Blood Parrot Cichlid aggression - now depressed?

fishtown

We have a 40 gallon and a 55 gallon tank. When they were little, all of our fish were in the 40 but a month ago we moved a pair of Oscars into the 55 gal, and left our pair of cichlids (an orange one and a pink one, one being a blood parrot and the other being some kind of hybrid parrot) in the smaller tank. Since the Oscars left, the two parrot fish have been fighting not stop, knocking all kinds of stuff down in the tank, digging holes, etc. The battling has become pretty violent. The orange one is now half the size because it's being bullied out out of the food. We have 2 cory and 2 pleco in there and were worried about them being caught in the crossfire. I keep seeing conflicting reports online that these fish do well in pairs, but will also fight to the death, but also may work it out, but may die. So we separated them 2 days ago and moved the biggest one into the Oscar tank - the oscars are pretty chill and didn't care. However, each parrot is now hiding in each tank, and won't even come out for food beyond the door to the cave. They spend all day hiding. Not sure if we should put them back together, or if it's better for them to stay apart given the fighting.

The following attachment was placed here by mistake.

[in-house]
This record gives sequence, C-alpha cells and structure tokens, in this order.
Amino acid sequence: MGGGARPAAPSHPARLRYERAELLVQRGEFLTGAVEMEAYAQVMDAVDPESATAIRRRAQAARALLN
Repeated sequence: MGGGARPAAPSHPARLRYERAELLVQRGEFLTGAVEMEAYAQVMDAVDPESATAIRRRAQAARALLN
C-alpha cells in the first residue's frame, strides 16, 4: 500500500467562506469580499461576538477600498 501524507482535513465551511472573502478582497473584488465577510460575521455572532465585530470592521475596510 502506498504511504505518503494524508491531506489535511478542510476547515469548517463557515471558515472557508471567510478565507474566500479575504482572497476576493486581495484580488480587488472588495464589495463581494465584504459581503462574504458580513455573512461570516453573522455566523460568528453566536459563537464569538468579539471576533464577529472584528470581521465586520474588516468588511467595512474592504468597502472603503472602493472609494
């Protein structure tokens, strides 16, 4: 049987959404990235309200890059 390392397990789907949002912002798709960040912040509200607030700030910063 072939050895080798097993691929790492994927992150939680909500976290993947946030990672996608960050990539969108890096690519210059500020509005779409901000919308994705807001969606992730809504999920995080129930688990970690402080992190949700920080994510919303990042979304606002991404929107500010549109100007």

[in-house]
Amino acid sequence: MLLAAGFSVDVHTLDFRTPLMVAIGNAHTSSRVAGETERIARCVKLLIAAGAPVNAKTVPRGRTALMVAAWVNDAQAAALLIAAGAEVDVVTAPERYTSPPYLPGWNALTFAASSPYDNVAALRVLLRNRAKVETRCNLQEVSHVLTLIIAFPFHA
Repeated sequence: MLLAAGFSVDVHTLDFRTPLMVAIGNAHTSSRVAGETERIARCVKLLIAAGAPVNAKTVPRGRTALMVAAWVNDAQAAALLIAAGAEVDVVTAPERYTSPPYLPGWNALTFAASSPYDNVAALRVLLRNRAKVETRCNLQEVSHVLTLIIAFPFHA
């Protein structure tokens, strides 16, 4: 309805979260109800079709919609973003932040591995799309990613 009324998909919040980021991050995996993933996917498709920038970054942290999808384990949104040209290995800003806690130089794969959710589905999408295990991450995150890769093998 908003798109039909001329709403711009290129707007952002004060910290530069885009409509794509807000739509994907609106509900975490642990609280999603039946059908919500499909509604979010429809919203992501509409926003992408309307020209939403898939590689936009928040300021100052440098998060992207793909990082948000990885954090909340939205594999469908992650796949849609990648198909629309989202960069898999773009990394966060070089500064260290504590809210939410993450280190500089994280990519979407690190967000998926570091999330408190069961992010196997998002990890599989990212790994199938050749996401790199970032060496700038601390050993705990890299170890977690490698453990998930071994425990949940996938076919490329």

Debbie1986

A co -worker has a cichlid that has killed all of it's tank mates. He started with 6, last 1 died this year due to that same killer fish.

Stress and changing tanks around will create such aggression. I don't have that breed of fish but have seen it in bettas and skirt tetras.

I think if you care about the orange fish in terms of longevity, definitely separate. It's a dice roll if the behavior will stop or not.

Totally different animal, but my pet bird got stressed and self plucked. he never stopped. For him, it was OCD. Stress in social animals in nature suit themselves out - they either die or change territories. Because we have fake environments with limited retreat in side a tank, plus inability to tell the fish ' hey you're okay' , the only option is isolate the aggressor or let nature take care of it.

I think we ignore the sexual maturity (drive/hormones) because the behavior is limited to the tank and not in our face like humping dogs. Fish tanks are a practice of Darwinism at times. Jack the Ripper my white skirt tetra was an exercise in viewing such reactions. 3 confirmed kills, 1 or 2 more suspected.

Best of luck in whatever you decide to do. There is imo no wrong answer to this specifically, just what you think is best course of action.
 

Similar Aquarium Threads

  • Question
Replies
4
Views
360
Redroofinn
  • Question
Replies
1
Views
246
fallfever
Replies
1
Views
469
Bryangar
Replies
5
Views
621
RonJ
Replies
5
Views
2K
BRP

Latest Aquarium Threads

Top Bottom